Wave impact loads prediction is very important for marine structure design. However, it is still a great challenge in wave impact loads prediction, since relationship between flow kinematics and impact loads is not very clear now. In this study, a coupled potential-viscous flow method is used to simulate green water on a rectangular structure. In the coupled method, potential theory is applied for wave generation in the far field, while CFD in-house code (Liao et al., 2017) is adopted to simulate green water on deck. The potential theory method is coupled with the CFD in-house code by EOM (Euler Overlay Method) based on the domain partitioned strategy. Relationship of flow kinematics and impact pressure distribution is analyzed in detailed based on a benchmark model test (Lee et al., 2020).


In rough sea conditions, marine structures may suffer from extreme wave impact loads, which seriously threaten their safety and stability. Therefore, the prediction of wave impact loads is very important for the design of marine structures.

In addition to model tests (Lee et al., 2016; 2020), numerical simulations based on CFD have been widely used for predicting wave impact load with the rapid development of computer technology. Extreme green sea loads upon a vertical deck structure of an Ultra Large Container Ship were analyzed by Gatin et al. (2019). Two different methods were used to define the equivalent wave: the conventional equivalent design wave and the response condition wave. A new Lagrangian meshless method, based on the WLS (Weighted-Least Squares) operators, was proposed for simulating green water on marine structure (BAšIC J et al., 2020). Several cases were carried out to validate their proposed method. Kudupudi et al. (2019) applied a commercial CFD solver (ANSYS-Fluent) to study the effects of wavelength, wave steepness, and bow rake angle (α) on the appearance of green water and peak pressure on the deck of a container ship. They found that in case of λ/L = 1.3 (λ is wave length and L is the Length of the vessel) and at the highest instantaneous pitch amplitude where the water propagates far downstream and across the deck, the green water on the deck has the largest impact on the deck. The influence of different bow shapes on the evolution of green water was studied by Chen et al. (2019) with the open source code OpenFOAM. It was found that different bow shapes have obvious effects on the flow on deck, but have little effect on the horizontal forces. Khojasteh et al. (2020) simulated the green water on a stepped platform using the InterFoam solver. Results showed that turbulent model has great influence on the wave impact loads. Although there are intensive studies on green water on deck with numerical methods, it is still a great challenge in predicting impact loads, since the relationship between flow kinematics and impact loads in green water phenomenon is not clear now.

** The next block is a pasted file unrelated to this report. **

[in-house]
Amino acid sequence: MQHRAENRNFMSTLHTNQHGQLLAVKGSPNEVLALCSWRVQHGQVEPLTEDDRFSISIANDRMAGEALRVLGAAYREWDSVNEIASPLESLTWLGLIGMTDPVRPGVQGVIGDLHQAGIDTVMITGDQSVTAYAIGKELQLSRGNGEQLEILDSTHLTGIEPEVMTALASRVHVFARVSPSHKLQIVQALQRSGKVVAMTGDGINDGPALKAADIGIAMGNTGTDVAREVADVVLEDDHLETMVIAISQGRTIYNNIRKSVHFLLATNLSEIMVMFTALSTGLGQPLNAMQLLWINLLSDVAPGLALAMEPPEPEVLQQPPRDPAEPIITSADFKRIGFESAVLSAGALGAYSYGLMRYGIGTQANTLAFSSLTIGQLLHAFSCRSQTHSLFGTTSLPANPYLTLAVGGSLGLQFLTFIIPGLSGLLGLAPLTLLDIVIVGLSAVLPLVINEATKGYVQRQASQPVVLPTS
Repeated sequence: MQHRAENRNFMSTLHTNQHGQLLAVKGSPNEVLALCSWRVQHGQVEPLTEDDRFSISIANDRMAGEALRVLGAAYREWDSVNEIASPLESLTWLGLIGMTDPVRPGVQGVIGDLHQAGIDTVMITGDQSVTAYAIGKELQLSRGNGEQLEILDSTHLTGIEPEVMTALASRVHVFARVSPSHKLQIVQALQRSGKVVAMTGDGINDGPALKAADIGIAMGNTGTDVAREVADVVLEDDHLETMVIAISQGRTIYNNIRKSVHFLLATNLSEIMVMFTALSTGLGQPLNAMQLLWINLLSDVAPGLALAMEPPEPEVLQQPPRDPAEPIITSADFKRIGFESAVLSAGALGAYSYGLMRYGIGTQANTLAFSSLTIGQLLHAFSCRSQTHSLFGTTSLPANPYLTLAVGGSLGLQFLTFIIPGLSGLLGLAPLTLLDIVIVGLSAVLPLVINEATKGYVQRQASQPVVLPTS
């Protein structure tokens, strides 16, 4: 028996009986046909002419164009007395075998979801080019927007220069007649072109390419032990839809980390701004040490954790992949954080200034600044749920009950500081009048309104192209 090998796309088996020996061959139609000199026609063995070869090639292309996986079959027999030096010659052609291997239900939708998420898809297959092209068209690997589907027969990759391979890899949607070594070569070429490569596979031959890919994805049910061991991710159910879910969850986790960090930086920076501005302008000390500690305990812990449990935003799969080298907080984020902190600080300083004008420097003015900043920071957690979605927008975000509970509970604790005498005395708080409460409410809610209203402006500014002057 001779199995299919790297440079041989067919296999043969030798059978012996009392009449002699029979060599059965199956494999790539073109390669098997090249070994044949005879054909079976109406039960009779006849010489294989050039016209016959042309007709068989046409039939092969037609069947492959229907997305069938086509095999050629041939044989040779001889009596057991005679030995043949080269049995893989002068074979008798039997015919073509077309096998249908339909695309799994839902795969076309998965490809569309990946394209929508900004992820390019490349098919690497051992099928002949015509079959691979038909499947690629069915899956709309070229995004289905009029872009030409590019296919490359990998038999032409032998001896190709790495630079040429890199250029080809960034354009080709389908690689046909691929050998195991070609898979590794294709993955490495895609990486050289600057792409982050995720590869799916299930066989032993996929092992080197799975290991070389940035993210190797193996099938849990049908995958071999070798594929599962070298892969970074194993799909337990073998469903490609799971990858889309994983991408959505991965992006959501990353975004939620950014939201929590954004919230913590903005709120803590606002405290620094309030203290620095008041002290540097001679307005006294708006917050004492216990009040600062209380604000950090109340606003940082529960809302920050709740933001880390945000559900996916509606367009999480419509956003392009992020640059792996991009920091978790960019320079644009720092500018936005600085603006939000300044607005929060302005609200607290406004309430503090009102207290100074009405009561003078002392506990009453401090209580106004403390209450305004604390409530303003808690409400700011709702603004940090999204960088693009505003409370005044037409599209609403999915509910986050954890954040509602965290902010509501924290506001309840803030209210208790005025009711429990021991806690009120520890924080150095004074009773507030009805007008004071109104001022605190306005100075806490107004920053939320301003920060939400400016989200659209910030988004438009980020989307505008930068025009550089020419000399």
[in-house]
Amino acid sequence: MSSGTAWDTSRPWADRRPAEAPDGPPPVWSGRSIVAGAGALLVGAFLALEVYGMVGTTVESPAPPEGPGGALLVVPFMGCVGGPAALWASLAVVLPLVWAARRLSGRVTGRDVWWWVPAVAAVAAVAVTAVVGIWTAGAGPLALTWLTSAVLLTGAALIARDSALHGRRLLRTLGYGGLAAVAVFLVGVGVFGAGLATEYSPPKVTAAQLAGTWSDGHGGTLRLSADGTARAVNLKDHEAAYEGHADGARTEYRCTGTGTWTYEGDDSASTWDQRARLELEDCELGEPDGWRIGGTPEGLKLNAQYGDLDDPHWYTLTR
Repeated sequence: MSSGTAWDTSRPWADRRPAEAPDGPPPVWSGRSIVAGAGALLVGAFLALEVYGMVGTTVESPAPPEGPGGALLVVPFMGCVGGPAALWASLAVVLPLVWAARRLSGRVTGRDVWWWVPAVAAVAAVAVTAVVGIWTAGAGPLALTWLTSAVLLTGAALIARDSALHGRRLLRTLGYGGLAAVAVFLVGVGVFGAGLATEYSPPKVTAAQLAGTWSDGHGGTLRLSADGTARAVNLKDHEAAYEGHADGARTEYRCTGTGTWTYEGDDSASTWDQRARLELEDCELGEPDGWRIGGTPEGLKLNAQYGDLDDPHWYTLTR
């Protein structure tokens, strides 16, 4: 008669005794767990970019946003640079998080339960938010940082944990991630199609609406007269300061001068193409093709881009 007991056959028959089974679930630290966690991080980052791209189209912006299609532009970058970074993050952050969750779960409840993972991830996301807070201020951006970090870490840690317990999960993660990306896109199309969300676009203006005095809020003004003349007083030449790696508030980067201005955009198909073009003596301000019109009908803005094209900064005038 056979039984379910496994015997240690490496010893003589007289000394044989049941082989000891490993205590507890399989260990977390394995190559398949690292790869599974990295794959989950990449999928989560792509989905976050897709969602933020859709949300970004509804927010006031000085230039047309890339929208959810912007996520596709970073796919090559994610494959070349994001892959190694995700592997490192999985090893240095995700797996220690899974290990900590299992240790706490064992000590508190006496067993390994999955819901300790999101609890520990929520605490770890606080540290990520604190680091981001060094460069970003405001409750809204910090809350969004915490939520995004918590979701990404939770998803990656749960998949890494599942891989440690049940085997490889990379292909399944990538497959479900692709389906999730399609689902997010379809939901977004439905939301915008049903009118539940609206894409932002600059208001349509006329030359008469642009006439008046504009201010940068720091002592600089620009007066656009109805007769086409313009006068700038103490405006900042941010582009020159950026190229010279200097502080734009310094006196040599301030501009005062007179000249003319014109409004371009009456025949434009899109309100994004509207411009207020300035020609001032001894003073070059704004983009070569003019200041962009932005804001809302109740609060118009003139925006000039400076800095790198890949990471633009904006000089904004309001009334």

This content is only available via PDF.
You can access this article if you purchase or spend a download.